Adjustable props have a lot of pieces and parts that can corrode. Photo courtesy of Aircraft Propeller Service.

By Jim Cavanagh

A member wrote in and sent pictures to our forum, showing a cancerous growth on his prop blade and what appeared to be a crack emanating through the blade for a couple of inches. By the time the discussion was over, it was a learning moment: When it comes to several areas of our planes, we shouldn’t try to fix them ourselves, and the propeller is often one of those areas.

Naturally, there was a flood of opinion, and Joe Mayer, Chief Inspector for Aircraft Propeller Service (, APS) provided the light that was needed in the fog.

The picture showed a bubbling, scabby-looking blotch on the prop blade. The owner took pics and there is a definite suggestion of a crack emanating from the bubbly area. Corrosion was obviously the culprit and could only happen if water had been introduced beneath the paint on an untreated or improperly painted surface. Perhaps there was a fingerprint under the primer. We’ll never know. Somehow moisture got in direct contact with the aluminum for a period of time.

Stripped and polished

The local A&P was called in and – after stripping, cleaning, and a dye penetrant test – found that the damage was confined to the corrosion, and the crack was just in the paint. I have seen this before when a non-prop paint was used.

The lessons learned here could save some lives. I have been writing about propellers for nearly 40 years and have picked up some valuable tidbits from prop manufacturers, repair stations, and engineers who design them. I have also been in the EAA since the ’70s and totally understand the builder mindset, so all pilots should take this as constructive and really think about it.

There is a reason there are propeller repairmen. They are not airframe or power plant mechanics. There is a reason and the FAA and military know this.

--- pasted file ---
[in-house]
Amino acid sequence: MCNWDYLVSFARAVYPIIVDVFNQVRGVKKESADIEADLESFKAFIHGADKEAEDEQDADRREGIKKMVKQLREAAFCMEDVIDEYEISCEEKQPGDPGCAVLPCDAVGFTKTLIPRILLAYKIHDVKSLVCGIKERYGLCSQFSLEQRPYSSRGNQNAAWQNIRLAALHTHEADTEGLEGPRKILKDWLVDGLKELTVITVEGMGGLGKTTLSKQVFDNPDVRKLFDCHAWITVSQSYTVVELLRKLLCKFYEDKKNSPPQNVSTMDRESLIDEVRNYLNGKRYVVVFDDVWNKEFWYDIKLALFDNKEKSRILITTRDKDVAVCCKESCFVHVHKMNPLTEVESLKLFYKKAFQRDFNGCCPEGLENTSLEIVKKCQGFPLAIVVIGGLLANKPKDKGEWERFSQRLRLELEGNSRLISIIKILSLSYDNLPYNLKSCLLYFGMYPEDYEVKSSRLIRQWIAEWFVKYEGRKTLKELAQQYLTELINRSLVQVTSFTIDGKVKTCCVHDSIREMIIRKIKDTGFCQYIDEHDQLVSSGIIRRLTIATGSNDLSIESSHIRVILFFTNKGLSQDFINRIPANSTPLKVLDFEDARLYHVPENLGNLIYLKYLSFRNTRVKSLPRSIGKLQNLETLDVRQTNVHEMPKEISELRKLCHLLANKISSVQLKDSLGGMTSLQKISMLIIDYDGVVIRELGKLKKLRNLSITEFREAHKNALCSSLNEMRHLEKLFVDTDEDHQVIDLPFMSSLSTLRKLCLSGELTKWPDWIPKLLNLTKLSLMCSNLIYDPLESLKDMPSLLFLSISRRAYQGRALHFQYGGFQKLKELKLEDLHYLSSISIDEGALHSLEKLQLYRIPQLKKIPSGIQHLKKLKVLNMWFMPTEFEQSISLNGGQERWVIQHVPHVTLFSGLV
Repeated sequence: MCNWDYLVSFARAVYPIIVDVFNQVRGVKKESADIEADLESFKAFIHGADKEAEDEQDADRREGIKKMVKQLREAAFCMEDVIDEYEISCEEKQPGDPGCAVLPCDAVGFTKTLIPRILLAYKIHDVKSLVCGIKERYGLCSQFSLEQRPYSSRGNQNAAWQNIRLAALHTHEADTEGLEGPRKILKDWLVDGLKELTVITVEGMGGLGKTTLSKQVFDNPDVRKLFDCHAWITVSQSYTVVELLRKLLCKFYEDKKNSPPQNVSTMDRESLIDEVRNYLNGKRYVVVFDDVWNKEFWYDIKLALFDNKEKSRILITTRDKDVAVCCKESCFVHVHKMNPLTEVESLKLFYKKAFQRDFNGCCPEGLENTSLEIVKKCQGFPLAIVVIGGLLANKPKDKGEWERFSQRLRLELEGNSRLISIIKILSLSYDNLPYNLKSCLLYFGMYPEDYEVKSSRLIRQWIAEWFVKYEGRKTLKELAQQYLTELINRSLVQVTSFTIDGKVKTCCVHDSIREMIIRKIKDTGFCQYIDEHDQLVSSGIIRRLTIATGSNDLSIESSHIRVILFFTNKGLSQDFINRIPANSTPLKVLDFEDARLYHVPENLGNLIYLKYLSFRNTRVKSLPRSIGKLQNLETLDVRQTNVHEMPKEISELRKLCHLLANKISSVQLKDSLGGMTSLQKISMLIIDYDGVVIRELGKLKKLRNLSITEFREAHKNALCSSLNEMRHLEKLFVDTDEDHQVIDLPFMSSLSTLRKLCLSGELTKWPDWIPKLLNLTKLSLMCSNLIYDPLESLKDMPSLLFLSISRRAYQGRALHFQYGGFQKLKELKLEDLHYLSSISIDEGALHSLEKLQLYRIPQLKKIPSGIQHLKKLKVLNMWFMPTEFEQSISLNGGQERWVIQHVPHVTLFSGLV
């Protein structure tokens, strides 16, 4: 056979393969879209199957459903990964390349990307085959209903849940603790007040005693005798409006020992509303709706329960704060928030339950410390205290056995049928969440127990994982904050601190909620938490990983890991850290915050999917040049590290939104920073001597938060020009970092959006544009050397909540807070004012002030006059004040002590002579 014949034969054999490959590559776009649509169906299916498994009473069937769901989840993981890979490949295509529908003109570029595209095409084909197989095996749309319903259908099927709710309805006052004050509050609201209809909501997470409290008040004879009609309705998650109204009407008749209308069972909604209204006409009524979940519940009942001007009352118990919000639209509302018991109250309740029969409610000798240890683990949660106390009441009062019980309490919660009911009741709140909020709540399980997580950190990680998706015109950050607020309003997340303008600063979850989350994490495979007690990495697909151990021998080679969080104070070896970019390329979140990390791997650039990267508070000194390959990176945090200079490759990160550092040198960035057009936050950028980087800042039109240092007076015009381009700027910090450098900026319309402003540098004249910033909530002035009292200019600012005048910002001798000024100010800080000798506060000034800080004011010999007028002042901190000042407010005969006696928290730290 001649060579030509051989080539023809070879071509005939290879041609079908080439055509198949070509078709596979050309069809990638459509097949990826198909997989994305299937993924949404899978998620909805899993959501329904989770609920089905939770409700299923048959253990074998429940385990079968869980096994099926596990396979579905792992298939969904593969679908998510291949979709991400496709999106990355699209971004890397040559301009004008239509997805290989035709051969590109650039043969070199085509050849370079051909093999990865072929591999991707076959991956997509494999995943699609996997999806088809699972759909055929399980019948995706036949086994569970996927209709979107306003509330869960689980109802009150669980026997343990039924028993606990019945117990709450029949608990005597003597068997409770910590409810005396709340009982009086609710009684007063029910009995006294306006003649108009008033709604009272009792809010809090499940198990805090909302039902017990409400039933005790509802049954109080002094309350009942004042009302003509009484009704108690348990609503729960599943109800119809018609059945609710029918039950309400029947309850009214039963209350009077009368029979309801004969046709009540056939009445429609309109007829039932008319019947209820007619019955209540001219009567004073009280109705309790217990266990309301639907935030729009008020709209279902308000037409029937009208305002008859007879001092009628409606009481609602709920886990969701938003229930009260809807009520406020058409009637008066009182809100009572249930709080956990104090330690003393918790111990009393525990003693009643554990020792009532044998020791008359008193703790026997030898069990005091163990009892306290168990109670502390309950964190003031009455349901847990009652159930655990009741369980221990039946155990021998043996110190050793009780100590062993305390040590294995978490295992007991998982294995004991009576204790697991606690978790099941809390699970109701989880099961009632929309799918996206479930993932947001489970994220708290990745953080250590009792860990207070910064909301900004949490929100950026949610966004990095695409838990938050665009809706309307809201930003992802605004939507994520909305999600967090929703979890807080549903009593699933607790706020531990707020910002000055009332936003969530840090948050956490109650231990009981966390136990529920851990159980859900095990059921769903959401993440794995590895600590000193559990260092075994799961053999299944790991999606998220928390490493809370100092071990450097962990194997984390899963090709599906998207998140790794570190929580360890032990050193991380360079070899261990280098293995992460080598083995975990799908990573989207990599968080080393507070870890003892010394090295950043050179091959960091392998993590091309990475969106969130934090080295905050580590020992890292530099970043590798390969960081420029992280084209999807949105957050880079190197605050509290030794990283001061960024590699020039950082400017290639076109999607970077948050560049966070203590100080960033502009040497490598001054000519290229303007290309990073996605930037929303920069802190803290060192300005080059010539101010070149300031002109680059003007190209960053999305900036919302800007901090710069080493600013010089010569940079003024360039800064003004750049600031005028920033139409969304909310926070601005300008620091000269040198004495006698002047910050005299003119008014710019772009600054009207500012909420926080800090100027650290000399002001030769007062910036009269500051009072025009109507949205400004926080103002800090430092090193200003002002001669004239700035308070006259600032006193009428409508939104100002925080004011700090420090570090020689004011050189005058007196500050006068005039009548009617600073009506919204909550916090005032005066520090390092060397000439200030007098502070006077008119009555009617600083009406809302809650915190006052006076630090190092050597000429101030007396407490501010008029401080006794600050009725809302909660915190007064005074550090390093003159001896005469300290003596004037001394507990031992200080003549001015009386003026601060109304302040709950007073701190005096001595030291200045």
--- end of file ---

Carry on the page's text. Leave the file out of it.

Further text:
Joe Mayer, propeller repairman

A stripped and polished propeller, no matter how good it looks, is doomed to corrosion, erosion, and (if ignored) will have a limited life. Props have to be protected from moisture and, to a degree, from other objects. Bug shells can be brutal on a prop! Sensenich uses 2025-T6 aluminum for props because it is very durable, lightweight and strong – many constant speed props, hubs, and blades are 7075. Pure aluminum would be much more resistant to corrosion but would lack the characteristics that would allow it to retain its shape both static and in use – and to last for literally decades.

If you have a preference for unpainted props, you need to understand that function is more important than form in this case. Cessna Owner Organization forum moderator Scott Sherer learned this when he bought his new-to-him used plane a year ago. It came with an unpainted propeller, but it didn’t stay that way for long, thanks to our organization’s A&P.

“Among my eight airplanes, I’ve never had one with an unpainted prop, until I traded my Piper Seneca for my Arrow last March,” Sherer said. “The Arrow came with an unpainted prop (see Before photo above). I didn’t find it attractive, but it never occurred to me that it could be dangerous, too, in its unpainted state.

“Shortly after I purchased it our association A&P, Erich Rempert, pushed me into painting it as soon as possible. It never occurred to me to ask him why he was pushing to have it painted. I thought that it was for the same reason that I thought it should be painted; it looked bad. But the reason was primarily related to safety.”

Problems with the paint

That said, we need to look at the second problem with the prop at the start of the article. The paint shows that this is not propeller paint. It is a gloss finish and props are matte. Prop warning stripes need to be contrasting colors to be visible. Even so, getting to within a few feet of a turning prop should be avoided. There is no reason to be there unless you are hand propping an airplane, a job for the VERY experienced airman.

The other half of this article can be seen only by paid members who are logged in. What’s included below is more of Jim Cavanagh’s article, plus an editorial by a propeller repair expert Joe Mayer.

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